Music and Lyrics

"You are talking to the man who once rhymed 'you and me' with 'autopsy.'"

Marc Lawrence’s Music and Lyrics is a lively, funny paean to pop culture, a romantic comedy in which the romance rightfully takes a back seat to the film’s sneaky insights into the timeless appeal of popular music. Rather than throwing vicious, indiscriminate punches a la Paul Weitz’s American Dreamz, the movie is thinking: it understands why Journey is good and Britney Spears is bad, musically speaking, and even begins to put its finger on the distinction. It even comes up with a serviceable music-to-food analogy.

The film’s mistake is operating under the delusion that its centerpiece is the relationship between ex-pop idol Alex Fletcher (Hugh Grant) and plant-lady-turned-lyricist Sophie Fisher (Drew Barrymore), when in fact its treatment of Cora Corman (Haley Bennett), the teenage pop goddess who directs the washed-up Fletcher to write a hit song by Friday, is far and away the highlight. Cora is a hilarious, pitch-perfect amalgam of Britney’s vapidity, Madonna’s bogus spirituality, Shakira’s ass-shaking, and the will to mass popularity of all of the above. Her response to the demo of Alex and Sophie’s sugary, straight-ahead piano ballad “Way Back into Love” is awe-inspiring: she adds electric sitar for “Eastern flavor” and essentially has an orgasm right in front of the stunned songwriters.

The satire’s wicked, but the intelligence of the film lies in the fact that her music isn’t awful, exactly — the first time we see her, she’s shooting an admittedly absurd music video for a song that’s serviceably catchy and far from unpleasant. But — and here comes the food analogy — it’s dessert, at best, and Music and Lyrics‘ greatest contribution is its earnest belief that good pop music can be a filling and nutritious dinner. And that’s where Alex Fletcher comes in: his theme park and county fair gigs are a long way from the heyday of his 80′s radio sensation, appropriately titled Pop, but he’s retained some devoted fans (including, apparently, Cora Corman), and no wonder: the unspeakably cheesy video that opens the film notwithstanding (“Pop Goes My Heart” is taken very literally), his inoffensive, infectious, chart-topping tunes are, at least in theory and in the film’s universe, good enough to love.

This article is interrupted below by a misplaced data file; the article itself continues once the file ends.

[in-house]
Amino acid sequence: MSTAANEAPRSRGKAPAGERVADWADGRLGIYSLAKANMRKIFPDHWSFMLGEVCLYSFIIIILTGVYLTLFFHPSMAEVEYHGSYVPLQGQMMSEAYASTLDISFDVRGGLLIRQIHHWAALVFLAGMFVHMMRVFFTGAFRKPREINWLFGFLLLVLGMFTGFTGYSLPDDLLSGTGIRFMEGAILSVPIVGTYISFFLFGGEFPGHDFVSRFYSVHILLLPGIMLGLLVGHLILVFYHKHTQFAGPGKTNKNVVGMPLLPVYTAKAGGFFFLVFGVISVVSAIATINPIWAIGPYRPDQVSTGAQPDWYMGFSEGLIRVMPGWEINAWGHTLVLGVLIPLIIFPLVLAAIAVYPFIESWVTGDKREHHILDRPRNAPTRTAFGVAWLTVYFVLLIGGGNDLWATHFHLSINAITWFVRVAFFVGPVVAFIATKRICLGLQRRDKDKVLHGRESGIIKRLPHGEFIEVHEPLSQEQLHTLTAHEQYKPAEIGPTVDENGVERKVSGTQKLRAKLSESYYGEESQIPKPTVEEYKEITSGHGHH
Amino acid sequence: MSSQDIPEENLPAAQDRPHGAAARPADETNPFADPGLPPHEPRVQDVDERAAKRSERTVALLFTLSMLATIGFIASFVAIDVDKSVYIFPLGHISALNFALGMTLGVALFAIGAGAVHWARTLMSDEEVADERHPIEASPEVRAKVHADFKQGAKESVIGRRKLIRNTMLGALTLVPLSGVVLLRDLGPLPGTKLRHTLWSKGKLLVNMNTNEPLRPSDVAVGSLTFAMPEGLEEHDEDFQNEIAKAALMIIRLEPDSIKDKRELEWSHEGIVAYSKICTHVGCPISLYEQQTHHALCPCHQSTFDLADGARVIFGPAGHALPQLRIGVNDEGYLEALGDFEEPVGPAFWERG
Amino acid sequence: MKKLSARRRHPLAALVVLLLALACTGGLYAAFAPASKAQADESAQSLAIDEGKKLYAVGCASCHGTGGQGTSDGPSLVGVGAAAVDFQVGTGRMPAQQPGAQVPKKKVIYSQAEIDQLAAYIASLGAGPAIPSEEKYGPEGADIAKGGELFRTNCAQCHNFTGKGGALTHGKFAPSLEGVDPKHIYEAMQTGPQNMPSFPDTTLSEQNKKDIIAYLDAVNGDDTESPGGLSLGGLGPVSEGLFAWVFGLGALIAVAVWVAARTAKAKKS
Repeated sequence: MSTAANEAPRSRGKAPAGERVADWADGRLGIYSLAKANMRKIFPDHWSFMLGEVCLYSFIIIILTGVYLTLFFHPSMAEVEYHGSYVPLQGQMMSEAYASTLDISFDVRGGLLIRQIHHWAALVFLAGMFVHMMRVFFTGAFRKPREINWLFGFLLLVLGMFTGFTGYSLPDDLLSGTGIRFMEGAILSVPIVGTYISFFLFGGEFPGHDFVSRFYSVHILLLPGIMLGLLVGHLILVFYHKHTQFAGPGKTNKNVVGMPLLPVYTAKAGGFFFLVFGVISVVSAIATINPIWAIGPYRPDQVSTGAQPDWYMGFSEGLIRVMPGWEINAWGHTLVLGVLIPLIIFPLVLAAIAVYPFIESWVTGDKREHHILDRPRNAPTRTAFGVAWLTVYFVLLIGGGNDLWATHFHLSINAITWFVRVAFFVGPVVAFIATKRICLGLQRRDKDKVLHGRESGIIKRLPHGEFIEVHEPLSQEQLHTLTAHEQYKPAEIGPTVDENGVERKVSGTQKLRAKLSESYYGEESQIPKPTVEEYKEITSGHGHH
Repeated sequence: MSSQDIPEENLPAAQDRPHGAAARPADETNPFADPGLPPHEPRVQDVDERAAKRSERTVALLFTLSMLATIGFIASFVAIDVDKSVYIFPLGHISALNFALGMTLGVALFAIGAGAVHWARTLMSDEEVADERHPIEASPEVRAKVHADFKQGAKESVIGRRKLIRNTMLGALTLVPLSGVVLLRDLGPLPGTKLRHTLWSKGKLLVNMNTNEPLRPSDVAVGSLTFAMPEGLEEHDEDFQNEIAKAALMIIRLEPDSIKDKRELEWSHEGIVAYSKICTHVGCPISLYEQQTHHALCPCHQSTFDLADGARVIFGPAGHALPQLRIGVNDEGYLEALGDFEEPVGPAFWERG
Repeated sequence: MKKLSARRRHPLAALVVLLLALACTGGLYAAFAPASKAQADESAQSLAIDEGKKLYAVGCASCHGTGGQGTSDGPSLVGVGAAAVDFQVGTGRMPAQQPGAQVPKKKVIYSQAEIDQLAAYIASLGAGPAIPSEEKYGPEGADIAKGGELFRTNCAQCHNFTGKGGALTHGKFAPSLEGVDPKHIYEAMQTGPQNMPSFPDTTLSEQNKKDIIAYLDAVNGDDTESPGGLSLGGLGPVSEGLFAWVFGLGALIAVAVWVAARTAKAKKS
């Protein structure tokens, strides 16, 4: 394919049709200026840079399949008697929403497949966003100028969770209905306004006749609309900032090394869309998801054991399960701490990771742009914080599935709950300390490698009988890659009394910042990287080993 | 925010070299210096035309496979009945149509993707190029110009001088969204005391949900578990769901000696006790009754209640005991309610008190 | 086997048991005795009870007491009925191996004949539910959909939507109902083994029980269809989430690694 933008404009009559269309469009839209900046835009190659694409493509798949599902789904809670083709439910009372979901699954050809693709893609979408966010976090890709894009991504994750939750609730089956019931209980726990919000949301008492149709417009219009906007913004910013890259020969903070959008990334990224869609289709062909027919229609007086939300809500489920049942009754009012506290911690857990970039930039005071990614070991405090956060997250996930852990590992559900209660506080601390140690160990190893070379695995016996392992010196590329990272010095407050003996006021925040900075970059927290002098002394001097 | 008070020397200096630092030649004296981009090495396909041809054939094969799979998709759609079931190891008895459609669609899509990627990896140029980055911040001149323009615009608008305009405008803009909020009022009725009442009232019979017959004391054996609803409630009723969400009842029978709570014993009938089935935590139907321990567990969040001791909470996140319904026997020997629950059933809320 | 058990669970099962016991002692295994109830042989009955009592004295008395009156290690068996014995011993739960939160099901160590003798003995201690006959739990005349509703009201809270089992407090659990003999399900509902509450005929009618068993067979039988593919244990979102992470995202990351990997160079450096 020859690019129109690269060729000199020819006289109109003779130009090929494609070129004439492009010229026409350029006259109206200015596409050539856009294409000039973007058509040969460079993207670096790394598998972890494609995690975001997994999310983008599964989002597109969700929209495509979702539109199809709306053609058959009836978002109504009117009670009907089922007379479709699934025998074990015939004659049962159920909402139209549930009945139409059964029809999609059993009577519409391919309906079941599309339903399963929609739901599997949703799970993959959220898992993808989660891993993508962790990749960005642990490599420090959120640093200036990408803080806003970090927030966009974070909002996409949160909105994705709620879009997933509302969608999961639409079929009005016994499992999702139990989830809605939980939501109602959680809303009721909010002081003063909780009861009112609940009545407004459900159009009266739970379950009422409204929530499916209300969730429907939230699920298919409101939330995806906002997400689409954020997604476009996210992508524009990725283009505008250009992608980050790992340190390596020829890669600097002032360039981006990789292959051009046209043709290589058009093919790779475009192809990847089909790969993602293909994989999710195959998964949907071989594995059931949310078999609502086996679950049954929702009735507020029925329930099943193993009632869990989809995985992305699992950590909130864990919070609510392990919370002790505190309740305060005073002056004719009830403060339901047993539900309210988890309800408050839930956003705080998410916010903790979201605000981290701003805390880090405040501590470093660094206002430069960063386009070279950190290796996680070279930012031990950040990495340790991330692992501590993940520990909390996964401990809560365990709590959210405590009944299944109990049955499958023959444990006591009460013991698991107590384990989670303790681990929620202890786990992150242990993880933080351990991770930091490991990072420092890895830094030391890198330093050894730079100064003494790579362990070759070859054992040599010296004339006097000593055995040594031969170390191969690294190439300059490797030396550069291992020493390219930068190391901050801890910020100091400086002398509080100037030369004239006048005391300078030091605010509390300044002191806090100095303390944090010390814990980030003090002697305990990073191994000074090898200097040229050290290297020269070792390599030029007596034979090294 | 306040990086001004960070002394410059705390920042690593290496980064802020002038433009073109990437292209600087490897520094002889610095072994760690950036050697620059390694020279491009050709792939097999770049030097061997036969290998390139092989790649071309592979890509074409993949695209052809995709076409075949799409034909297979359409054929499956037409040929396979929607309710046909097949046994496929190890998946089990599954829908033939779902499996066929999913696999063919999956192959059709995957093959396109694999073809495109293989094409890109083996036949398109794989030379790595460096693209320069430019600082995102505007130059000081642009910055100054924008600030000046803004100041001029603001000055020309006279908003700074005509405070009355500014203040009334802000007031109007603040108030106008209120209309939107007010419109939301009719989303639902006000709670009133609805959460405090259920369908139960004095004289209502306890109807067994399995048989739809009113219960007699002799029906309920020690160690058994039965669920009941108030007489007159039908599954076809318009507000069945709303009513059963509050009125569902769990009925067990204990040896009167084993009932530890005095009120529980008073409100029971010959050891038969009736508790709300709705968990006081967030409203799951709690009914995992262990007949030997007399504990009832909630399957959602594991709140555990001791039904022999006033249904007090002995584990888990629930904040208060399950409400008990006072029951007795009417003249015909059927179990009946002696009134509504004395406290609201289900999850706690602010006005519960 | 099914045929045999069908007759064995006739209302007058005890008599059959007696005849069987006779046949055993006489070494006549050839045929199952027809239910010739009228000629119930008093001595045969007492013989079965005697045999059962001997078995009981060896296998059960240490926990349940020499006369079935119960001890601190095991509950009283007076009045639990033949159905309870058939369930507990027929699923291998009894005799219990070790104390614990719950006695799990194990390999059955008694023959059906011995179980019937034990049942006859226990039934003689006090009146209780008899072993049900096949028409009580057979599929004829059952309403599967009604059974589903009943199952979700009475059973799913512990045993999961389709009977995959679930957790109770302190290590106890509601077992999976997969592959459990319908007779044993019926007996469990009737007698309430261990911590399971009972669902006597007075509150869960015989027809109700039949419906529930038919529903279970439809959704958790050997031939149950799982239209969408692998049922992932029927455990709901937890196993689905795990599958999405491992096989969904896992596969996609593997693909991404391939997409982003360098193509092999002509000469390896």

Nor does the movie lecture us about “selling out.” Lawrence laughs at Cora Corman, but he doesn’t disdain her; indeed, she begins the film as Fletcher’s salvation, and ends it that way too. And though her bastardization of “The Way Back Into Love” is ridiculous — and the film is insightful enough to see why — we’re mostly left to come to terms with the commercial instincts that incentivize those kinds of stunts. Popularity and mass appeal are never dismissed or scoffed at, and given Music and Lyrics‘ Valentine’s Day aspirations, that makes the movie disarmingly honest.

Insofar as Music and Lyrics is out to win hearts and please crowds, it should succeed: Lawrence writes great dialogue for Grant, who winds up channelling Woody Allen with a constant stream of withering sarcasm and self-deprecating jokes, and Barrymore milks her trademark sweetheart character to charming effect. Their romance never quite materializes — the movie is having too much fun satirizing pop idolatry past and present to really care — and so the triumphant, mostly predictable ending seems a little hollow, but it’s almost just as well. Music & Lyrics goes down smooth, but packs enough substance to qualify as dinner. Hugh Grant playing an 80s musical sensation and a wonderful cameo by Campbell Scott are dessert.

-- Eugene Novikov

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